Many people are under the impression that the blind and/or visually impaired can only work in specific jobs. But the truth is that with a little bit of accommodation, the blind and visually impaired can be successful in any job they dream of.
Ask the Employee
Reasonable accommodations must be decided on a case-by-case basis depending on the individual employee’s needs. Employers should talk with the employee about whatever tools are necessary for the employee to accomplish his or her job.
Accommodations may include:
The Americans with Disabilities Act
The Americans with Disabilities Act requires employers to provide reasonable accommodations to enable blind or visually impaired employees to perform the functions to the job in which they are currently working or for which they are applying.
Accommodations may include making existing facilities accessible, job restructuring, acquiring or modifying existing equipment and reassigning a vacant position. After a request for reasonable accommodations, the employer and employee should discuss the situation to clarify the needs of the employee.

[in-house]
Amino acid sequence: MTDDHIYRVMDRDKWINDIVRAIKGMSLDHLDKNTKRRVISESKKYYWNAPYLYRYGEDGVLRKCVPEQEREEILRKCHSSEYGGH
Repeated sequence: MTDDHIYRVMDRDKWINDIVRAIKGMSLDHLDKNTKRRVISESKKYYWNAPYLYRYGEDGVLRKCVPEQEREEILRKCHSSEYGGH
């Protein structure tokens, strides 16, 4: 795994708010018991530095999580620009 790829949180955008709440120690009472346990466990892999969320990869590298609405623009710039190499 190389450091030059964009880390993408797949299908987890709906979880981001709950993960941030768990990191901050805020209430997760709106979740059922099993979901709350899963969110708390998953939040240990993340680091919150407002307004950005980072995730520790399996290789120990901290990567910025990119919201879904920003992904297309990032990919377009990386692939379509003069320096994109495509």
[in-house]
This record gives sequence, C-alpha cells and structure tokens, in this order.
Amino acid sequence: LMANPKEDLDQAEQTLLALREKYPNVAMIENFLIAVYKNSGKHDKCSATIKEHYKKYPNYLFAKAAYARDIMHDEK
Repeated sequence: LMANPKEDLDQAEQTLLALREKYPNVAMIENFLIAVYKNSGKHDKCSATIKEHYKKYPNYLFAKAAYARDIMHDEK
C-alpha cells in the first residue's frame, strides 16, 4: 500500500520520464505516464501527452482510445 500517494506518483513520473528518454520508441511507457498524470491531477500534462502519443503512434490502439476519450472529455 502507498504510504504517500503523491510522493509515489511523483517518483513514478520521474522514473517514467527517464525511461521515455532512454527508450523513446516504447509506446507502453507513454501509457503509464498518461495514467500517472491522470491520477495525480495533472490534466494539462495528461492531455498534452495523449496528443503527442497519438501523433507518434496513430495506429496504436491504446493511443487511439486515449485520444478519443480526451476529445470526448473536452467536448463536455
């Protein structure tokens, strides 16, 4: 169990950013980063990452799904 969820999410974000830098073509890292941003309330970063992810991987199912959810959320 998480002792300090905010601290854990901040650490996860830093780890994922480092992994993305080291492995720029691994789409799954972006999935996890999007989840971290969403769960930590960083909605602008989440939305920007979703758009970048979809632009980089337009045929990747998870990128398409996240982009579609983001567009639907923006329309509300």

The ADA provides tax credits to small businesses for hiring a disabled employee that will cover 50 percent of eligible expenditures on accommodations over $250 up to $10,000 (the maximum amount of credit per year = $5,000). If the eligible credit exceeds the amount of taxes owed, business may carry the unused portion of the credit to the next year.
Federal and state governments also offer several tax credits to employers for hiring the disabled.